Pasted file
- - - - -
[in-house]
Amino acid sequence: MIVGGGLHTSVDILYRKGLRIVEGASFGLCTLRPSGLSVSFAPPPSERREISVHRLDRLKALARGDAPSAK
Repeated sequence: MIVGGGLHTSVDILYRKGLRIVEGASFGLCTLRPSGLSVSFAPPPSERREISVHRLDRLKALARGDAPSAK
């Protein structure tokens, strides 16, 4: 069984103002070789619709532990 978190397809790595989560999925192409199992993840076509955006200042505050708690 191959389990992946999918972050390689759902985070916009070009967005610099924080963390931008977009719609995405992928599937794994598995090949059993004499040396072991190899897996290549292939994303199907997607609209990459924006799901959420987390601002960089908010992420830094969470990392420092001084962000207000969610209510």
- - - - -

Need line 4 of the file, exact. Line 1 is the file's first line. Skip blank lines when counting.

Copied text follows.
């Protein structure tokens, strides 16, 4: 069984103002070789619709532990 978190397809790595989560999925192409199992993840076509955006200042505050708690 191959389990992946999918972050390689759902985070916009070009967005610099924080963390931008977009719609995405992928599937794994598995090949059993004499040396072991190899897996290549292939994303199907997607609209990459924006799901959420987390601002960089908010992420830094969470990392420092001084962000207000969610209510």